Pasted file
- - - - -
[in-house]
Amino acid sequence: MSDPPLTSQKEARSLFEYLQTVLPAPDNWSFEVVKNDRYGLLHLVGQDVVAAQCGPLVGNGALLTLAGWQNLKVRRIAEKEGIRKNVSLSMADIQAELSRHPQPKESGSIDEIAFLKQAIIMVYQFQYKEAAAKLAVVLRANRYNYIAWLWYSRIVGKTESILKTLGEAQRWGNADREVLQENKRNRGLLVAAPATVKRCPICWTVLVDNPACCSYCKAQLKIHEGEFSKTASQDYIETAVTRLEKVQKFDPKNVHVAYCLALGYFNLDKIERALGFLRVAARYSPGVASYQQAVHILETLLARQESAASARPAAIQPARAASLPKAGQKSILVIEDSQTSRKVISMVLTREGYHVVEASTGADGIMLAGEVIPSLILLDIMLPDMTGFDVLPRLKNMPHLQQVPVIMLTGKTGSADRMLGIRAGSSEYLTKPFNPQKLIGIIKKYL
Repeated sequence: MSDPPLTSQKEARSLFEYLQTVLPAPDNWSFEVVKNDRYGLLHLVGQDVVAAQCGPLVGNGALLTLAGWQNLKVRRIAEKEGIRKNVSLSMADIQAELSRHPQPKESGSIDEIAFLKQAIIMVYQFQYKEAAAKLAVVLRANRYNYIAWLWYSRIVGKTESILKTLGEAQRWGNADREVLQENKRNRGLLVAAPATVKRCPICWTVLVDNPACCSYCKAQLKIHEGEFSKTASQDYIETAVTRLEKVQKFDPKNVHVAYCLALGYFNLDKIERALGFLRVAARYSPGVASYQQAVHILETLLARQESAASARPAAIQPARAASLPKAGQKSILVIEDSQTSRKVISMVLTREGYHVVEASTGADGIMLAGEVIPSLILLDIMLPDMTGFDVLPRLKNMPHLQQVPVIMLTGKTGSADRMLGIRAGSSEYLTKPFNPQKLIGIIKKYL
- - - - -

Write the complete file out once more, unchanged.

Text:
[in-house]
Amino acid sequence: MSDPPLTSQKEARSLFEYLQTVLPAPDNWSFEVVKNDRYGLLHLVGQDVVAAQCGPLVGNGALLTLAGWQNLKVRRIAEKEGIRKNVSLSMADIQAELSRHPQPKESGSIDEIAFLKQAIIMVYQFQYKEAAAKLAVVLRANRYNYIAWLWYSRIVGKTESILKTLGEAQRWGNADREVLQENKRNRGLLVAAPATVKRCPICWTVLVDNPACCSYCKAQLKIHEGEFSKTASQDYIETAVTRLEKVQKFDPKNVHVAYCLALGYFNLDKIERALGFLRVAARYSPGVASYQQAVHILETLLARQESAASARPAAIQPARAASLPKAGQKSILVIEDSQTSRKVISMVLTREGYHVVEASTGADGIMLAGEVIPSLILLDIMLPDMTGFDVLPRLKNMPHLQQVPVIMLTGKTGSADRMLGIRAGSSEYLTKPFNPQKLIGIIKKYL
Repeated sequence: MSDPPLTSQKEARSLFEYLQTVLPAPDNWSFEVVKNDRYGLLHLVGQDVVAAQCGPLVGNGALLTLAGWQNLKVRRIAEKEGIRKNVSLSMADIQAELSRHPQPKESGSIDEIAFLKQAIIMVYQFQYKEAAAKLAVVLRANRYNYIAWLWYSRIVGKTESILKTLGEAQRWGNADREVLQENKRNRGLLVAAPATVKRCPICWTVLVDNPACCSYCKAQLKIHEGEFSKTASQDYIETAVTRLEKVQKFDPKNVHVAYCLALGYFNLDKIERALGFLRVAARYSPGVASYQQAVHILETLLARQESAASARPAAIQPARAASLPKAGQKSILVIEDSQTSRKVISMVLTREGYHVVEASTGADGIMLAGEVIPSLILLDIMLPDMTGFDVLPRLKNMPHLQQVPVIMLTGKTGSADRMLGIRAGSSEYLTKPFNPQKLIGIIKKYL